The death toll from measles rocketed by 50 per cent between 2016 and 2019 and last year the number of reported cases hit the highest figure in 23 years, according to annual estimates.
The figures show that 207,500 people – mainly children – died from the infectious disease in 2019, up from 140,000 the previous year.
The figures from the World Health Organization and the Centers for Disease Control and Prevention (CDC) in the United States also show that nearly 10 million people contracted measles in 2019 and are a stark reminder that the world is under threat from many infectious diseases, not just Covid.
Last year saw multiple outbreaks of measles around the world with the Central African Republic, the Democratic Republic of Congo and Ukraine seeing a particularly high number of cases. And four European countries – including the UK – lost their measles elimination status because of recurring outbreaks.
The outbreaks are all due to low vaccination rates driven by a range of factors, including lack of access to the vaccine, weak health systems and anti-vaccination sentiments.
In the Pacific island nation of Samoa vaccination rates plummeted after the deaths of two children who were administered the measles jab incorrectly. The tiny island nation of just 200,000 people saw 5,700 cases and 83 deaths, the majority of which occurred in children under the age of five.
While the number of measles cases and deaths have fallen overall since 2000, in recent years the numbers are starting to creep up again as vaccination rates have plateaued. Between 2000 and 2010 vaccination rates increased worldwide with 72 per cent of children receiving the first shot of the two-dose measles vaccine in 2000 compared to 84 per cent in 2010. However, that figure has barely moved since.
To achieve herd immunity more than 95 per cent of children should receive both doses of the vaccine but last year just 71 per cent of countries managed to reach this target.
The global vaccination figures were published a week after WHO and Unicef warned that the Covid-19 pandemic is likely to push the number of cases of measles up even further because of disruption to routine childhood vaccination campaigns.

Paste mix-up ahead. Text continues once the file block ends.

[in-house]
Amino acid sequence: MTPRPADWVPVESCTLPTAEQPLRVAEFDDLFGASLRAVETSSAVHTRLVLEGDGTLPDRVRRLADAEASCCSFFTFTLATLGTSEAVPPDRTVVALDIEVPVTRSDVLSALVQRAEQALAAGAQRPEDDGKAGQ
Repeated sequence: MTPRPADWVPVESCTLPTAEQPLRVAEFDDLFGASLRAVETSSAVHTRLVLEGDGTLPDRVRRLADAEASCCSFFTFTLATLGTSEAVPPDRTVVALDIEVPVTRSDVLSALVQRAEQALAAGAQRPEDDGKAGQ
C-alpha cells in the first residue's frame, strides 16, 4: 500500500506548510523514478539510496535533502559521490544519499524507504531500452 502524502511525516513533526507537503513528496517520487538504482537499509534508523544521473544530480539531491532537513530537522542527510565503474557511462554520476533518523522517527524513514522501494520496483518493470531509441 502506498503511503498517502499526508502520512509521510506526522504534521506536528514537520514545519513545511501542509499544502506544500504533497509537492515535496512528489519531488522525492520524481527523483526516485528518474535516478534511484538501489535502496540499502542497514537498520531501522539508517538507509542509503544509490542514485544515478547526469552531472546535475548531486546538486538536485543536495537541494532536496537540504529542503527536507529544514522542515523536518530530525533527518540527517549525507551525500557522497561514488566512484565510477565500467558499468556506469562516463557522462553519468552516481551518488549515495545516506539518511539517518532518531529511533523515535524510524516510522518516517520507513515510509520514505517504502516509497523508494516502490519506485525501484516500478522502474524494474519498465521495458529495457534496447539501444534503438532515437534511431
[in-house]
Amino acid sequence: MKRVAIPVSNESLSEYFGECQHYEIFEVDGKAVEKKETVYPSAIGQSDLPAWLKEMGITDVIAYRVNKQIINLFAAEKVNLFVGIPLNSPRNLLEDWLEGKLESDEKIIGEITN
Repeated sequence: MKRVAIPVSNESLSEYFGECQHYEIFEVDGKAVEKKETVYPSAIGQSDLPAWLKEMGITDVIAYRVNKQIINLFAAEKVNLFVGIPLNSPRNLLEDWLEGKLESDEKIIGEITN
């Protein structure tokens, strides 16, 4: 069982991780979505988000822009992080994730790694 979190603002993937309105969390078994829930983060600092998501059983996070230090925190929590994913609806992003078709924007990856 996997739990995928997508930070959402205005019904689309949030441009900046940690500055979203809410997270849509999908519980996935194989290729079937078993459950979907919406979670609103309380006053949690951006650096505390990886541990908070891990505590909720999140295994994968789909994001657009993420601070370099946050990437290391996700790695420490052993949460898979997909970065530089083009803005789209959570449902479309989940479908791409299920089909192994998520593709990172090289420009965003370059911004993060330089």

The two organisations say that in some countries vaccination uptake has fallen to about half its usual level and some 94 million children worldwide have missed out on vaccination.
“We know how to prevent measles outbreaks and deaths,” said Dr Tedros Adhanom Ghebreyesus, WHO director-general.
“These data send a clear message that we are failing to protect children from measles in every region of the world. We must collectively work to support countries and engage communities to reach everyone, everywhere with measles vaccine and stop this deadly virus.”
Measles is one of the world’s most contagious diseases with one infected person thought to transmit the disease to 12 and 18 others.
“Measles virus easily finds unprotected children, adolescents and adults because it is so contagious,” said Dr Robert Linkins, a measles expert at the CDC.
He added: “Infections are not only a sign of poor measles vaccination coverage, but also a known marker, or ‘tracer,’ that vital health services may not be reaching populations most at-risk. Our collective efforts to reach children with vaccines now, ahead of the possible easing of Covid-19 travel restrictions and increased population movement, will save lives.”
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